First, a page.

While the situation is dire, there are still some silver linings for Nets fans, who are grasping at straws for good news.
A season that began with championship aspirations (and expectations) has spiraled into a nightmarish campaign and a 5-14 record. First-year head coach Jason Kidd has looked completely inept, veteran players are losing the battle with Father Time, and the defense has been putrid.
So what's the good news in Brooklyn?
You have to do some digging and look at the glass as half-full, but Nets fans can still have a positive outlook.
By allowing 103.4 points per game, the Brooklyn Nets rank 29th in the NBA from a defensive standpoint. Preventing opponents from putting the ball in the hoop has been a struggle for Brooklyn, but changes are forthcoming to try and fix that glaring issue.
Lawrence Frank—the Nets assistant coach who was recently reassigned to “doing daily reports”—was seen as the defensive-minded guy on the sidelines. Now that he’s no longer beside Coach Kidd on the bench, a new system has been implemented.
“We have a new system, we’re changing things on the fly,” Kevin Garnett said after the Nets’ blowout loss against the Knicks, according to Devin Kharpertian of TheBrooklynGame.com. “Jason’s putting in a lot of new stuff since Lawrence has left."
Despite those changes, the Nets allowed the Knicks to shoot a blistering 16-of-27 from long range (59.3 percent). Iman Shumpert drained five of seven attempts, and seven other Knicks made at least one long-range shot.
Obviously, the new defensive schemes that Kidd is trying to execute are a work in progress. With that said, the Nets can’t possibly be worse than they’ve already been defensively, right?
Hmm, so maybe handing Kidd the keys to the Nets defense won’t allow fans to breathe easy, but there are still other happy thoughts to get to.
The Nets are occupying the Eastern Conference cellar. The only team with a worse record is the Milwaukee Bucks. Although that’s depressing news for Nets fans, injuries have devastated the roster so far in 2013-14.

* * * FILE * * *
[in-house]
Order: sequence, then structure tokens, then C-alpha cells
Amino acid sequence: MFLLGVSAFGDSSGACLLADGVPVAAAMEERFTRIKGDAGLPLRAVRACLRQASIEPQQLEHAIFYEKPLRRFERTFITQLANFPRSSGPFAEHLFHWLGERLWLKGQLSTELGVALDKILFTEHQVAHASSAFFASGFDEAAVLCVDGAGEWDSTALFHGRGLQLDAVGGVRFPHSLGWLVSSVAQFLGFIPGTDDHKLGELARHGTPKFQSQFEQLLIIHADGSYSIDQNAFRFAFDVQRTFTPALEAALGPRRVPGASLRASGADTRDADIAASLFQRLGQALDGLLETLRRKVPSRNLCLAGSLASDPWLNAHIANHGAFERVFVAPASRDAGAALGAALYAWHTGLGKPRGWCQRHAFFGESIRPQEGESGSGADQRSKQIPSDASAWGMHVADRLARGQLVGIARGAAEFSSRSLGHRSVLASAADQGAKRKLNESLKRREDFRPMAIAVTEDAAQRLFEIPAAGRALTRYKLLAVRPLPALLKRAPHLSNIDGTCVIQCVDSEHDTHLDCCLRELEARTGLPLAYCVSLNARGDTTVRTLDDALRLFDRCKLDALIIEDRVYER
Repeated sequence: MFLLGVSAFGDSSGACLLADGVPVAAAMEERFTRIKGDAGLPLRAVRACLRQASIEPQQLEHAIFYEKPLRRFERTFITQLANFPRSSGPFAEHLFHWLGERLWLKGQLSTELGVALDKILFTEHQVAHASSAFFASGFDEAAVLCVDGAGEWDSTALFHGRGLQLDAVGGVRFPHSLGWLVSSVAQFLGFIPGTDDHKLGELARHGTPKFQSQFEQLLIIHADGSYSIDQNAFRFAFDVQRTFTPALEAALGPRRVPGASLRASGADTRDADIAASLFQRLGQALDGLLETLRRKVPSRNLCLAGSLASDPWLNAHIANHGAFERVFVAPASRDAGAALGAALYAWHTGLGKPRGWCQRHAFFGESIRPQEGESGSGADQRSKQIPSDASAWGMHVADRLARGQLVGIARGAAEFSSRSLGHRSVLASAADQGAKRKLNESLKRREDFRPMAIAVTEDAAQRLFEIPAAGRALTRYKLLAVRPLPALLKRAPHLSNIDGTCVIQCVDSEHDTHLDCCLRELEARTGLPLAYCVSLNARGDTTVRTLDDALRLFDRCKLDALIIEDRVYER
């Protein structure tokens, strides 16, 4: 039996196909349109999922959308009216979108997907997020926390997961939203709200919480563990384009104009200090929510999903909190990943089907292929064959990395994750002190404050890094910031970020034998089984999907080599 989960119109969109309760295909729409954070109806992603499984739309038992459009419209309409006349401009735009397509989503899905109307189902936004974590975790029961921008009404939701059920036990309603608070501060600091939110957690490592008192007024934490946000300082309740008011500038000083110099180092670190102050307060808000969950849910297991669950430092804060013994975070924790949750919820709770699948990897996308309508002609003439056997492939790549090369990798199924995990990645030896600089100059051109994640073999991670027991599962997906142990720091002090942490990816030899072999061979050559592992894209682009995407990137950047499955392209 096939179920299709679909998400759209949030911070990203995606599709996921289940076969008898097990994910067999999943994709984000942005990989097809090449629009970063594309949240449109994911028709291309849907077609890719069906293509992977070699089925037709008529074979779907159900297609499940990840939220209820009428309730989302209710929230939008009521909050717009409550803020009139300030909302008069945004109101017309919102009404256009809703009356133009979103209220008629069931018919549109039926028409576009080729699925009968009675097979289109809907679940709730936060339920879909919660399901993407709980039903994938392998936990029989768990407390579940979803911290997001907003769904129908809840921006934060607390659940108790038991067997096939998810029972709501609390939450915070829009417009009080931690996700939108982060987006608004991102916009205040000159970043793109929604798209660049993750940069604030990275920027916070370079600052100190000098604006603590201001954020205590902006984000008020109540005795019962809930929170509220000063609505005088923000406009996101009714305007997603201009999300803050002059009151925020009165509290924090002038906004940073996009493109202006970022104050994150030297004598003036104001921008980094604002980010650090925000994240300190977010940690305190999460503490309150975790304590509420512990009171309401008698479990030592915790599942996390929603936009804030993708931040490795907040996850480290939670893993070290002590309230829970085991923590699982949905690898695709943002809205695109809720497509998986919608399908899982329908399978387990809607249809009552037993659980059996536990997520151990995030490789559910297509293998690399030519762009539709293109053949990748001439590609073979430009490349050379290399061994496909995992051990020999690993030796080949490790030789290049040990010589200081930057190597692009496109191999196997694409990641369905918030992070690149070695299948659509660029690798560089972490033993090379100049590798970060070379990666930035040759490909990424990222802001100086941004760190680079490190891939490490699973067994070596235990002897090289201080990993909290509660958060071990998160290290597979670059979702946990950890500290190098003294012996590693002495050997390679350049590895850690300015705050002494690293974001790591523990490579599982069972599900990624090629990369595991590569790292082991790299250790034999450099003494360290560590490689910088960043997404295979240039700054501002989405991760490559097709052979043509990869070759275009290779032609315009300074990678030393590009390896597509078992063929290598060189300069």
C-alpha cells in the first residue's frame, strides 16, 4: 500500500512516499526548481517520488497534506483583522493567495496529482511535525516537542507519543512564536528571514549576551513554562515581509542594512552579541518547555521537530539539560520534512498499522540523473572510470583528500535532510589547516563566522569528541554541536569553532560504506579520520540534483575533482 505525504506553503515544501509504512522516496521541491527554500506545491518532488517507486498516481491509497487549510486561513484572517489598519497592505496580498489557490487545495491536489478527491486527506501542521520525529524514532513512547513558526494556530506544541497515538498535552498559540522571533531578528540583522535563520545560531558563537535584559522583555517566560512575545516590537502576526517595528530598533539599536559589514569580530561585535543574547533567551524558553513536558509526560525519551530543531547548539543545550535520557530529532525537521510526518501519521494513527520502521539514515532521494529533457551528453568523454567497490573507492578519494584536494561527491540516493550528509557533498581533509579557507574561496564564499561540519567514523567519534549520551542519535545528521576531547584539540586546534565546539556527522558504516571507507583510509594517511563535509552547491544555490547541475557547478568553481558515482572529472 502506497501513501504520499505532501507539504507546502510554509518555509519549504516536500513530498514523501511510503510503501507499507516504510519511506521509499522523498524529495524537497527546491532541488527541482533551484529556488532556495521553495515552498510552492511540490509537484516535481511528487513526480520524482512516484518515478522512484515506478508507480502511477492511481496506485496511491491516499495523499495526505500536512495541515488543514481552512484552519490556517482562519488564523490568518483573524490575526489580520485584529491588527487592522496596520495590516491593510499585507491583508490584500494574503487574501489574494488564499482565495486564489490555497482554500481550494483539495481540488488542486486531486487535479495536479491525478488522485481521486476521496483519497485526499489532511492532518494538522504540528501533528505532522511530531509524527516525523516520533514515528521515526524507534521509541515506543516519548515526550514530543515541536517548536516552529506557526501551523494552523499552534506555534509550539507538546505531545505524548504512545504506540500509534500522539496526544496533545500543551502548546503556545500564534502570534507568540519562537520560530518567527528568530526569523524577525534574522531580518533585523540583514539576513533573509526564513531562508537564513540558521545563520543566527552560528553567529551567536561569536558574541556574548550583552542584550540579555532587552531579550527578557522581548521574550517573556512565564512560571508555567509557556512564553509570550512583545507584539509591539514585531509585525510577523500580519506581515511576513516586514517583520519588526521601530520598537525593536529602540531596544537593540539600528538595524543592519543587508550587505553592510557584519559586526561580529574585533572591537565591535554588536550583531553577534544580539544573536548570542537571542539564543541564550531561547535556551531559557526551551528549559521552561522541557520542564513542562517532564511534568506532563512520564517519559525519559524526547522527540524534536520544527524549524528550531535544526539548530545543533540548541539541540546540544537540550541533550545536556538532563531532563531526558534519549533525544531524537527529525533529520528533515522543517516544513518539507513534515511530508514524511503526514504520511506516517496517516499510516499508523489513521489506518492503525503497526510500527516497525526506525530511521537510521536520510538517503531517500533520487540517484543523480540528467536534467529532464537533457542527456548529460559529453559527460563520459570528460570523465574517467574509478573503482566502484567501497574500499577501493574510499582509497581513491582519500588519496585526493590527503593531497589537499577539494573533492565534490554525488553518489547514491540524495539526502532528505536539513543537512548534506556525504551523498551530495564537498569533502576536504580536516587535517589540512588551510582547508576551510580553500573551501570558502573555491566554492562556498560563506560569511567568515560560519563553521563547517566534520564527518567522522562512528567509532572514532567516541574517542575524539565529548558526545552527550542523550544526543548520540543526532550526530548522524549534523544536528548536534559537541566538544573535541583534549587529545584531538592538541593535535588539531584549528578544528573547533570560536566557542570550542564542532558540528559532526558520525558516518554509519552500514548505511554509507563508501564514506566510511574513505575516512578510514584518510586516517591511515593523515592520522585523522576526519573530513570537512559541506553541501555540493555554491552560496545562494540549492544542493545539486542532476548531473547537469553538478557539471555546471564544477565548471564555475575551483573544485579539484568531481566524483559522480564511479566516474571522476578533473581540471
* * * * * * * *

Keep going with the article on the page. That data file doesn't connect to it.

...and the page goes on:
Deron Williams—the team’s floor general and most important player—has only played nine games this season.
Andrei Kirilenko has experienced back problems, Jason Terry’s knee has kept him out, and Paul Pierce recently suffered a broken hand. That doesn’t even mention Brook Lopez, who has a long history of injury troubles and has played just 12 games so far.
Any team would have a hard time winning games with that level of talent watching from the sidelines. The good news is that the Nets shouldn’t be short-handed for long.
D-Will is reportedly making his return to game action on Tuesday, according to Mike Mazzeo of ESPN New York. That’s phenomenal news for the reeling Nets.
As you may recall, Williams also had a painfully slow start to the 2012-13 season, but he turned things around as the season went along. Don’t be surprised if the same narrative plays out in 2013-14 as he gets acclimated to a new supporting cast.
After suffering one of the most gruesome injuries that sports fans have ever seen in 2007 with the Los Angeles Clippers, Shaun Livingston didn't seem like he would ever play in the NBA again.
Fast-forward to 2013-14, and the 28-year-old is playing an important role on the Nets.
He’s averaging 7.1 points, 2.5 rebounds and 3.3 assists versus just 1.2 turnovers per game. Not only that, but he’s also one of just four Nets who have appeared in every game this season (seven starts).
Unless you don’t have a heart, it’s impossible not to cheer for Livingston every time he takes the court.
The Nets have had a bad season, but he is a walking Cinderella story.
In an October article, Bleacher Report’s Adam Fromal ranked the “ultimate NBA fan experiences.” The Brooklyn Nets ended up ranking 10th even though the affordability of attending games isn’t very favorable (It is New York, after all).
The biggest reason for that was the beautiful Barclays Center.
As Fromal writes, “No stadium is more aesthetically appealing. Other than the extreme darkness in some areas of the stadium, it’s perfect.” Needless to say, that’s not too shabby.
The exterior of the building is beautiful, and aside from some interior issues with lighting, the new arena is a true gem.
Attending basketball games should always feel like an event, and Brooklyn captures that atmosphere.
Despite the slew of injuries, poor coaching, lack of team chemistry and 5-14 record to start the 2013-14 campaign, the Nets are not out of the playoff hunt.
While a 5-14 start would be a death sentence in the loaded Western Conference, the East only has three teams with a winning record: the Indiana Pacers (17-2), Miami Heat (14-5) and Atlanta Hawks (11-10).
Miraculously, the Nets are only four games back of the No. 5 seed Detroit Pistons.
The conference has gained plenty of negative publicity in recent weeks, but the Nets benefit from the mediocrity.
The 2012-13 Los Angeles Lakers plodded through a 9-14 start and still managed to make the playoffs by getting things together late in the season. The Nets have plenty of time to do the same.
Of course, if they don't, they don't have any draft picks to fall back on. Brooklyn fans need to hope Coach Kidd has at least a few tricks up his sleeve to morph the talent into a cohesive unit.